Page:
I have a few suggestions for you to aid in your search for a psychotherapist, but first, I want to tell you the good news. Anxiety, on its own, is one of the easiest mental health challenges to address effectively through psychotherapy (and often without medication) in a relatively short amount of time. In my work as a psychotherapist I have seen six to eight sessions of psychotherapy based in Cognitive Behavioral Therapy ("CBT") techniques provide an individual with the necessary tools required to manage ones anxiety for a lifetime. Certainly, consultation with a qualified professional is the first step in addressing your anxiety, so I'm proud of you for following up on your hunch to get some help. You deserve to be more content and comfortable in your own skin, and not have anxiety taking a negative toll on you or your family.
First of all, I would recommend contacting The National Alliance on Mental Illness. You may find them on the web at www.NAMI.org. There you will find online communities and fact sheets related to anxiety, plus ways to connect with local support. NAMI is an impressive organization, offering diverse resources to consumers of mental health services, with local chapters in all 50 states. (Your Western North Carolina chapter is in Ashville, and their contact number is: 828-299-9596).
Another idea is to seek out counseling through your local Community Mental Health Center(s). Not knowing exactly where you are located, I'm unable to provide a more specific site, but most towns have one, and offer mental health services on a sliding scale. Just google the above phrase along with the name of your town, or the largest one nearby.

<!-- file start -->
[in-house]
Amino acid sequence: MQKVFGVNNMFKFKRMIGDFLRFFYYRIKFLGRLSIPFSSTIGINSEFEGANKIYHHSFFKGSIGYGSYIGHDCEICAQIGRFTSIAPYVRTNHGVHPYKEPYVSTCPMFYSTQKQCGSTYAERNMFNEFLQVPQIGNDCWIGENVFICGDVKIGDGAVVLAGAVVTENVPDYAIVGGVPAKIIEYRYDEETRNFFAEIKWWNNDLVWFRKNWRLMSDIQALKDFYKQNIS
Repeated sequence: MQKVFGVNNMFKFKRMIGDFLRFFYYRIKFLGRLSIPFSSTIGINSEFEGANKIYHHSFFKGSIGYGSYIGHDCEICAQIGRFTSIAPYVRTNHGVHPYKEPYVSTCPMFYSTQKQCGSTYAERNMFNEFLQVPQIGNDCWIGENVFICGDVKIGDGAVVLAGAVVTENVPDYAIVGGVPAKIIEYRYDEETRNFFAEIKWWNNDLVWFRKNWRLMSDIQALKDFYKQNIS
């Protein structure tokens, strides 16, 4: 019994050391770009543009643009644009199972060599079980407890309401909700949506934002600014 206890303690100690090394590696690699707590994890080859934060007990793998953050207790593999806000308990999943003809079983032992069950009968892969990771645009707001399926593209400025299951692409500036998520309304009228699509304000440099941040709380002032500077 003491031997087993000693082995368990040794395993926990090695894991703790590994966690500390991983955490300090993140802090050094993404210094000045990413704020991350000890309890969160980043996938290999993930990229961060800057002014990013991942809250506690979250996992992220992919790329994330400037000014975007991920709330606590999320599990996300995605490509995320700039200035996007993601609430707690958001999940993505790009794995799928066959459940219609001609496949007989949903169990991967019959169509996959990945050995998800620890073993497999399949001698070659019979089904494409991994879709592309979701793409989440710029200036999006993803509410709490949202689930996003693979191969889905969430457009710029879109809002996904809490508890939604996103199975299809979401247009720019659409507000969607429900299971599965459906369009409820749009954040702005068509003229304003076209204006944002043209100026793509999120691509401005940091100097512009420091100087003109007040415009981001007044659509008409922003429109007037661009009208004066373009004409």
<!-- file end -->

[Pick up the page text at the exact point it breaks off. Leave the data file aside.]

Certainly, you could speak with your primary care physician. He or she may have a good general knowledge of anxiety. This may be especially helpful if you are experiencing a lot of anxiety or stress-related psycho-somatic symptoms such as high-blood pressure, dizziness, headaches, ulcers and even asthma. Seeing your physician can often be a good jumping off point, and many medical doctors know where to find affordable mental health services even if they are outside the scope of their insurance provider. Your physician could also be helpful by discussing some of the various medication options which may or may not be appropriate for you in conjunction with therapy.
One more option would be to check out local Universities or teaching Hospitals. Many graduate or professional school programs have high-quality mental health clinics where their students intern as a part of their training. Interns are supervised by knowledgeable senior staff while seeing clients from the local community for a very low fee (this is how I did my training).
A final note on anxiety: oftentimes, anxiety is really a symptom of something else, like clinical depression or post-traumatic stress disorder, so it is really important to honestly share with your therapist all of your thoughts, feelings, and experiences to the best of your ability so that an accurate diagnosis can be made. I sometimes explain to clients that anxiety is to depression like running a fever is to having an infection. In other words, you can bring the "fever" of anxiety down, but if you aren't treating the "infection" of the depression, your anxiety will always come back!